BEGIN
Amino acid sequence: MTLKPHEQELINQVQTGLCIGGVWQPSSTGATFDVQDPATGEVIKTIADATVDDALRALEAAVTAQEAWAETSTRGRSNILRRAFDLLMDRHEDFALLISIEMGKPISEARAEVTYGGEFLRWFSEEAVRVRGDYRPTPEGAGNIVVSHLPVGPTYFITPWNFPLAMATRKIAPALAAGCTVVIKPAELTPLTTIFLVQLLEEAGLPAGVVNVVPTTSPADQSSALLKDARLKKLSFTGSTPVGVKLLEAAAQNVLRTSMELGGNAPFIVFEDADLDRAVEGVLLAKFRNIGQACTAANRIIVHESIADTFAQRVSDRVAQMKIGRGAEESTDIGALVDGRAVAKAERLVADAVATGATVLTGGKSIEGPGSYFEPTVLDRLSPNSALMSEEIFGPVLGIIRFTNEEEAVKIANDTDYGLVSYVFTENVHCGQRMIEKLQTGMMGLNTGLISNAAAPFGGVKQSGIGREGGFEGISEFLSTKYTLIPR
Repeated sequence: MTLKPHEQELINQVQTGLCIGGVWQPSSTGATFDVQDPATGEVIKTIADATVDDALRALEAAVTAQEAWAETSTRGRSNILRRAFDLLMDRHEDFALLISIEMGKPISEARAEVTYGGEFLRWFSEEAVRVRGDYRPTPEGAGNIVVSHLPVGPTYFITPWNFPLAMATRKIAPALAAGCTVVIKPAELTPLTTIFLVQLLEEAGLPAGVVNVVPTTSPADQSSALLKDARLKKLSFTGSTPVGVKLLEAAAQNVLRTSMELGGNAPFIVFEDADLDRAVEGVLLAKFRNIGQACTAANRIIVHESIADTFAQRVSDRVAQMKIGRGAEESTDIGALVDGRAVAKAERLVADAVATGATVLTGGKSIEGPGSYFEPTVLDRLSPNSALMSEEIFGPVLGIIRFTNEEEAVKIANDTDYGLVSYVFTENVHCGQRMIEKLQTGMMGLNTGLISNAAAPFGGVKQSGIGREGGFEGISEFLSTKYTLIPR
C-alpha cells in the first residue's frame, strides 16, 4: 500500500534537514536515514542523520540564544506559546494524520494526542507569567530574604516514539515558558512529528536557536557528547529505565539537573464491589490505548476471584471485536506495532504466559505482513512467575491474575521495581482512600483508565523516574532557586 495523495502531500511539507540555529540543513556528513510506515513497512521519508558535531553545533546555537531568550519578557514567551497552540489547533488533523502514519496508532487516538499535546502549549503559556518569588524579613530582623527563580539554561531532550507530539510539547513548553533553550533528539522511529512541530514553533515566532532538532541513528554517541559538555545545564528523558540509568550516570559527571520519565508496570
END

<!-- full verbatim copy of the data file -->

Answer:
Amino acid sequence: MTLKPHEQELINQVQTGLCIGGVWQPSSTGATFDVQDPATGEVIKTIADATVDDALRALEAAVTAQEAWAETSTRGRSNILRRAFDLLMDRHEDFALLISIEMGKPISEARAEVTYGGEFLRWFSEEAVRVRGDYRPTPEGAGNIVVSHLPVGPTYFITPWNFPLAMATRKIAPALAAGCTVVIKPAELTPLTTIFLVQLLEEAGLPAGVVNVVPTTSPADQSSALLKDARLKKLSFTGSTPVGVKLLEAAAQNVLRTSMELGGNAPFIVFEDADLDRAVEGVLLAKFRNIGQACTAANRIIVHESIADTFAQRVSDRVAQMKIGRGAEESTDIGALVDGRAVAKAERLVADAVATGATVLTGGKSIEGPGSYFEPTVLDRLSPNSALMSEEIFGPVLGIIRFTNEEEAVKIANDTDYGLVSYVFTENVHCGQRMIEKLQTGMMGLNTGLISNAAAPFGGVKQSGIGREGGFEGISEFLSTKYTLIPR
Repeated sequence: MTLKPHEQELINQVQTGLCIGGVWQPSSTGATFDVQDPATGEVIKTIADATVDDALRALEAAVTAQEAWAETSTRGRSNILRRAFDLLMDRHEDFALLISIEMGKPISEARAEVTYGGEFLRWFSEEAVRVRGDYRPTPEGAGNIVVSHLPVGPTYFITPWNFPLAMATRKIAPALAAGCTVVIKPAELTPLTTIFLVQLLEEAGLPAGVVNVVPTTSPADQSSALLKDARLKKLSFTGSTPVGVKLLEAAAQNVLRTSMELGGNAPFIVFEDADLDRAVEGVLLAKFRNIGQACTAANRIIVHESIADTFAQRVSDRVAQMKIGRGAEESTDIGALVDGRAVAKAERLVADAVATGATVLTGGKSIEGPGSYFEPTVLDRLSPNSALMSEEIFGPVLGIIRFTNEEEAVKIANDTDYGLVSYVFTENVHCGQRMIEKLQTGMMGLNTGLISNAAAPFGGVKQSGIGREGGFEGISEFLSTKYTLIPR
C-alpha cells in the first residue's frame, strides 16, 4: 500500500534537514536515514542523520540564544506559546494524520494526542507569567530574604516514539515558558512529528536557536557528547529505565539537573464491589490505548476471584471485536506495532504466559505482513512467575491474575521495581482512600483508565523516574532557586 495523495502531500511539507540555529540543513556528513510506515513497512521519508558535531553545533546555537531568550519578557514567551497552540489547533488533523502514519496508532487516538499535546502549549503559556518569588524579613530582623527563580539554561531532550507530539510539547513548553533553550533528539522511529512541530514553533515566532532538532541513528554517541559538555545545564528523558540509568550516570559527571520519565508496570